CENTER LINE (AP) — The guy standing in the wrestling ring jumped straight up in the air, did a somersault and landed hard on his back.
Slam! It sounded like a bomb went off.
Troy Alexander was attending a weeknight class at the House of Truth Wrestling School, where he and other students were practicing what’s called a back bump — when someone’s full weight is thrown onto the mat, usually with the forceful help of an opponent.
But first, students were getting a feel for the fall by themselves. Alexander jumped up and did another midair somersault. His whole weight crashed to the mat, and he leaped up again.
You’d never know that just a few weeks ago, he was hesitant to even try it.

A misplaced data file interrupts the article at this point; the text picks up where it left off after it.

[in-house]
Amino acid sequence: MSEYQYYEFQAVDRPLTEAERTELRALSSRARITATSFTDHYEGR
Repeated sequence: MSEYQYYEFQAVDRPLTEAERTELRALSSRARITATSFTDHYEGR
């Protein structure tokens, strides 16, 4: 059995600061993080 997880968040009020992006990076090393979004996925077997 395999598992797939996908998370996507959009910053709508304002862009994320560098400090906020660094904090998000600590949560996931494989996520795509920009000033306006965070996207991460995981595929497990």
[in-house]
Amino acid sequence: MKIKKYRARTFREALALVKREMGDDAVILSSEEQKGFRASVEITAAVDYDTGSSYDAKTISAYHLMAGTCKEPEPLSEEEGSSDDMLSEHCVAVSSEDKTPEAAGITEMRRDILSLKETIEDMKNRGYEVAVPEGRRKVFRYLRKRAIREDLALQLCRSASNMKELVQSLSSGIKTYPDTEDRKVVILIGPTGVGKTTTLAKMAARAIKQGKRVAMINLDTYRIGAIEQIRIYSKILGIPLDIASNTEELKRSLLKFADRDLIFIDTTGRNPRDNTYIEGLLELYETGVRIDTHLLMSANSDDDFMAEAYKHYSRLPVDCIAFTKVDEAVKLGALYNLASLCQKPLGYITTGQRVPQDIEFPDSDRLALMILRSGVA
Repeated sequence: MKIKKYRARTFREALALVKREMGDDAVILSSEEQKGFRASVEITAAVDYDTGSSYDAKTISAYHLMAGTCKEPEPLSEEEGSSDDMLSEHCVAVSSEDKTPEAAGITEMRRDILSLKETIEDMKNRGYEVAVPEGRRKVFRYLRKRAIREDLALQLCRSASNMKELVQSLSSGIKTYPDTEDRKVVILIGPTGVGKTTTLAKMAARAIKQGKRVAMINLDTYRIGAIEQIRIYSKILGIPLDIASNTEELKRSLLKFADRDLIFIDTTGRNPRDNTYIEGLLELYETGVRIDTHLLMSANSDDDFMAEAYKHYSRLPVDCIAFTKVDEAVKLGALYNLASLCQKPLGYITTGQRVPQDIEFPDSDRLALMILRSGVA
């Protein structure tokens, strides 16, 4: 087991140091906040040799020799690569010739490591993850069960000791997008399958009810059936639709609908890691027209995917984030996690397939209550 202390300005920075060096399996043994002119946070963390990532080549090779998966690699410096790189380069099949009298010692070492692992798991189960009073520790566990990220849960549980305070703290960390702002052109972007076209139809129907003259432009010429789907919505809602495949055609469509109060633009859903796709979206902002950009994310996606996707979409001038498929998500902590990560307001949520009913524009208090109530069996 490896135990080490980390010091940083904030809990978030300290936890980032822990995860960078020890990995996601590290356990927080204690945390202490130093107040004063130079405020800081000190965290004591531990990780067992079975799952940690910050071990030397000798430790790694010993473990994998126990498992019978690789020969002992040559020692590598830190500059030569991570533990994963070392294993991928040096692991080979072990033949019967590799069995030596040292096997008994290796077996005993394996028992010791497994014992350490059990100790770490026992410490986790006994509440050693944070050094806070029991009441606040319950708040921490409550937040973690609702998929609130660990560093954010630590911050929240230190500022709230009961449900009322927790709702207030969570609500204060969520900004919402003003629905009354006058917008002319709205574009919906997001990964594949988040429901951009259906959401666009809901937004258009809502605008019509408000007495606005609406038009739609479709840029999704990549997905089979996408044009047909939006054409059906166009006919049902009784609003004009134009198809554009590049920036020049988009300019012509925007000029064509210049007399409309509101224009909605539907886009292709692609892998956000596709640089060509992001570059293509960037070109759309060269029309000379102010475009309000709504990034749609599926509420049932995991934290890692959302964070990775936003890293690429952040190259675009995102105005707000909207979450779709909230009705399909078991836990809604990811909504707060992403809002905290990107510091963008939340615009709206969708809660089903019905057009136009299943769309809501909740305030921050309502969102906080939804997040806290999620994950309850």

“The first time I heard a back bump, I was like, ‘Wow, I gotta do that?’ “ the 30-year-old Highland resident told the Detroit Free Press ( http://on.freep.com/12Qbc77 ). “It was like an explosion.”
You’d also never know that he was nursing cracked ribs that night as he sent himself crashing onto the mat over and over. Or that both of his wrapped elbows were drained of fluid in a hospital just days before.
At House of Truth, guys who grew up watching Hulk Hogan, (Stone Cold) Steve Austin and Dwayne (The Rock) Johnson have the rare opportunity to go from being wrestling fans to wrestling superstars.
And little inconveniences like painful injuries don’t get in the way of their determination.
“It’s common to have cracked ribs during training,” said Truth Martini, the gravel-voiced 38-year-old founder of the school. “I let them know on day one there are going to be the days when you don’t want to come in. But how bad do you want to do this?”